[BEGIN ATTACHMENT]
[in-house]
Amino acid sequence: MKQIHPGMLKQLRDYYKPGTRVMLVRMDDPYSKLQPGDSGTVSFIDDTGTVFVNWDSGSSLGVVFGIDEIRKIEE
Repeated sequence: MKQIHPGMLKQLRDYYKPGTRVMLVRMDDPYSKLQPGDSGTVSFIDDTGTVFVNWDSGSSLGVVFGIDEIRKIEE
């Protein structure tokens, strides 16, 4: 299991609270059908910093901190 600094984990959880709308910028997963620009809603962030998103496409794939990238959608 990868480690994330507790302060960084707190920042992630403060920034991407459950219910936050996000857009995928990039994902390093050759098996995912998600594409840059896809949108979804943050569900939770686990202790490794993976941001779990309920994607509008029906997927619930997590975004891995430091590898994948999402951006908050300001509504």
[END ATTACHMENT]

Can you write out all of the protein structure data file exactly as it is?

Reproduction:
[in-house]
Amino acid sequence: MKQIHPGMLKQLRDYYKPGTRVMLVRMDDPYSKLQPGDSGTVSFIDDTGTVFVNWDSGSSLGVVFGIDEIRKIEE
Repeated sequence: MKQIHPGMLKQLRDYYKPGTRVMLVRMDDPYSKLQPGDSGTVSFIDDTGTVFVNWDSGSSLGVVFGIDEIRKIEE
């Protein structure tokens, strides 16, 4: 299991609270059908910093901190 600094984990959880709308910028997963620009809603962030998103496409794939990238959608 990868480690994330507790302060960084707190920042992630403060920034991407459950219910936050996000857009995928990039994902390093050759098996995912998600594409840059896809949108979804943050569900939770686990202790490794993976941001779990309920994607509008029906997927619930997590975004891995430091590898994948999402951006908050300001509504």